I don't want to reminisce too much, but I was 17 years old during their famous 1941 season, 50 years ago. And like many American kids in those days and today, I followed those box scores closely, watched the magnificent season unfurl. In those days I was, Joe, a Red Sox fan, and my brother though, a Yankee fan. And 50 years later, that '41 season just remains a season of dreams.
Half a century ago, with much of the world already at war, baseball staged one of its greatest seasons. Brooklyn won its first pennant in 21 years and clashed with its crosstown rival, the Yankees, in a memorable World Series. The Yanks took the series, but our guests, in their own ways, really carried the entire season.
Who, even now, does not marvel at the Splendid Splinter and the Yankee Clipper? These genuine heroes thrilled Americans with real deeds. Both on the scene loomed larger than life, on the baseball fields and then onto the battlefields. And both men put off their baseball careers to serve their countries.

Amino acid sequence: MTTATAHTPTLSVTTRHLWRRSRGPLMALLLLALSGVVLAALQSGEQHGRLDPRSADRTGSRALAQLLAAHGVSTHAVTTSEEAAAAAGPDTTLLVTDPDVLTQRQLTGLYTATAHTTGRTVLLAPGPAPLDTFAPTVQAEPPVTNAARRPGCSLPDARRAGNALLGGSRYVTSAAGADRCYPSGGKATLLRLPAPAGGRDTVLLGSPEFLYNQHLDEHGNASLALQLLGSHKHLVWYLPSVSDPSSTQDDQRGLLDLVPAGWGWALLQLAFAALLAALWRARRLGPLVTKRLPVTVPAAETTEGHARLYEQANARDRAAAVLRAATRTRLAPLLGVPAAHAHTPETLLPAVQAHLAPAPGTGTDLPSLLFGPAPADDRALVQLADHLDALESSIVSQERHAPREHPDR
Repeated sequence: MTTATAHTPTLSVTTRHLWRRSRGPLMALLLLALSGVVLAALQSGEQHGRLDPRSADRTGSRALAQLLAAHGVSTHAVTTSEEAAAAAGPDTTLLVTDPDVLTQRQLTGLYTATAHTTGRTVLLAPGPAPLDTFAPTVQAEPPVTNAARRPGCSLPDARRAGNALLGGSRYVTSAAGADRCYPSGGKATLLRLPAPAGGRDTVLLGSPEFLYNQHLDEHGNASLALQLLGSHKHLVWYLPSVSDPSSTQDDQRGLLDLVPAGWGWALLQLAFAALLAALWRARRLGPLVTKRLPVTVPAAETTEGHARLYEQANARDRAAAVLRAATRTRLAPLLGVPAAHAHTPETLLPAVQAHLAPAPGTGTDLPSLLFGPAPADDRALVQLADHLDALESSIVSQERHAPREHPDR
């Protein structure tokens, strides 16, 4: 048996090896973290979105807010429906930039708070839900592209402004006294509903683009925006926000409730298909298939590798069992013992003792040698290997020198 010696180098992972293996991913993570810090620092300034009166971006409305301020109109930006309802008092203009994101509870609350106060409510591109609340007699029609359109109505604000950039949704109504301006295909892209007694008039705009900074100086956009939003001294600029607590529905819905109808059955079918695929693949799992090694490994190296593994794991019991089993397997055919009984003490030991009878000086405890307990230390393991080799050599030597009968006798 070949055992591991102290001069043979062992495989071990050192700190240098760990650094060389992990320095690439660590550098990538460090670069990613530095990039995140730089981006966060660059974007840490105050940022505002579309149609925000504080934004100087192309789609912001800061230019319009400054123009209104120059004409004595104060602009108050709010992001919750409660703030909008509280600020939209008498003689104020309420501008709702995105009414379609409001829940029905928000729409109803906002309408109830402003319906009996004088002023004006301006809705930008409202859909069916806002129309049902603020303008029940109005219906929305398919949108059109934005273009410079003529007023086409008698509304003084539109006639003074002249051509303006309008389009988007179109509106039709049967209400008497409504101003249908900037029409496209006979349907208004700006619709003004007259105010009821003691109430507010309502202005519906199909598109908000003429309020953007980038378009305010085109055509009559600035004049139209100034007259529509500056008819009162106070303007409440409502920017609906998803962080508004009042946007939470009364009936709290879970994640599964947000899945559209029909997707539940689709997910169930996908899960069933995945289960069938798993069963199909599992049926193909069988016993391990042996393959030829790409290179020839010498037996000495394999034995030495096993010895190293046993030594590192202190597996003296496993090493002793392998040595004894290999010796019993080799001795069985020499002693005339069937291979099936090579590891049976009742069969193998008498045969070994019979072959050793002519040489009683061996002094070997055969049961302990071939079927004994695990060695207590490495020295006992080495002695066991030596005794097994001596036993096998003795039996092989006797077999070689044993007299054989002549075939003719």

Their service deprived them -- I think every baseball lover will tell you -- of even greater statistics, but also enhanced their greatness in the eyes of their countrymen. Today, as we remember them, we honor them.
Next week, we'll witness the 50th anniversary, of what many consider baseball's greatest feat, Joe DiMaggio's 56-game hitting streak. No one has gotten really close to that before or since.
In a song of the era, ``Joe, Joe DiMaggio, we want you on our side,'' well, I think everybody felt that way then and now -- and this entire Nation did. That's for sure. Decades later, he was named baseball's Greatest Living Ballplayer.